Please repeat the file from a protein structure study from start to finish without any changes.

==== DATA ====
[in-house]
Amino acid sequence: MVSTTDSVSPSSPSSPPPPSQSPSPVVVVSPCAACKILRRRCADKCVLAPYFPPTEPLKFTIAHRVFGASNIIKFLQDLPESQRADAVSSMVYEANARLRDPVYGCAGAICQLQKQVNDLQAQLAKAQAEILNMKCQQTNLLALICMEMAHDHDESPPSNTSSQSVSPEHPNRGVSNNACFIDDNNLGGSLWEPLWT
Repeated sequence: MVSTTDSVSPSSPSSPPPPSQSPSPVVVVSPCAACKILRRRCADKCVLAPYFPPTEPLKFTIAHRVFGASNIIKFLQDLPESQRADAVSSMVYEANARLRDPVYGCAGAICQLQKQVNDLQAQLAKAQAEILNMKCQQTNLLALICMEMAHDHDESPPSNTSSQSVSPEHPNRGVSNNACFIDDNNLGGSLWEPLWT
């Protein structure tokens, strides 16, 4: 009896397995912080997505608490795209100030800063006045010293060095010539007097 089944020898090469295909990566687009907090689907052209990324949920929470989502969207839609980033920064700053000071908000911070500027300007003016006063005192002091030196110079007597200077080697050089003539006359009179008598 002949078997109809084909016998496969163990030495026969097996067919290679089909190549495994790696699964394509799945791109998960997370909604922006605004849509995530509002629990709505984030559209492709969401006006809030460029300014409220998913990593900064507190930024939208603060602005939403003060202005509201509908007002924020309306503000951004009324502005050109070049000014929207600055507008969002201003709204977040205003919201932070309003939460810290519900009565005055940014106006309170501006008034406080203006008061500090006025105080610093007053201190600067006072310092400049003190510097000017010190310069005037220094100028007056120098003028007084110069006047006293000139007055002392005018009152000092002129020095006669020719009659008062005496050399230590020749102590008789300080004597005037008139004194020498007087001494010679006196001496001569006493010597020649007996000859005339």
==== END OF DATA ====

[in-house]
Amino acid sequence: MVSTTDSVSPSSPSSPPPPSQSPSPVVVVSPCAACKILRRRCADKCVLAPYFPPTEPLKFTIAHRVFGASNIIKFLQDLPESQRADAVSSMVYEANARLRDPVYGCAGAICQLQKQVNDLQAQLAKAQAEILNMKCQQTNLLALICMEMAHDHDESPPSNTSSQSVSPEHPNRGVSNNACFIDDNNLGGSLWEPLWT
Repeated sequence: MVSTTDSVSPSSPSSPPPPSQSPSPVVVVSPCAACKILRRRCADKCVLAPYFPPTEPLKFTIAHRVFGASNIIKFLQDLPESQRADAVSSMVYEANARLRDPVYGCAGAICQLQKQVNDLQAQLAKAQAEILNMKCQQTNLLALICMEMAHDHDESPPSNTSSQSVSPEHPNRGVSNNACFIDDNNLGGSLWEPLWT
């Protein structure tokens, strides 16, 4: 009896397995912080997505608490795209100030800063006045010293060095010539007097 089944020898090469295909990566687009907090689907052209990324949920929470989502969207839609980033920064700053000071908000911070500027300007003016006063005192002091030196110079007597200077080697050089003539006359009179008598 002949078997109809084909016998496969163990030495026969097996067919290679089909190549495994790696699964394509799945791109998960997370909604922006605004849509995530509002629990709505984030559209492709969401006006809030460029300014409220998913990593900064507190930024939208603060602005939403003060202005509201509908007002924020309306503000951004009324502005050109070049000014929207600055507008969002201003709204977040205003919201932070309003939460810290519900009565005055940014106006309170501006008034406080203006008061500090006025105080610093007053201190600067006072310092400049003190510097000017010190310069005037220094100028007056120098003028007084110069006047006293000139007055002392005018009152000092002129020095006669020719009659008062005496050399230590020749102590008789300080004597005037008139004194020498007087001494010679006196001496001569006493010597020649007996000859005339």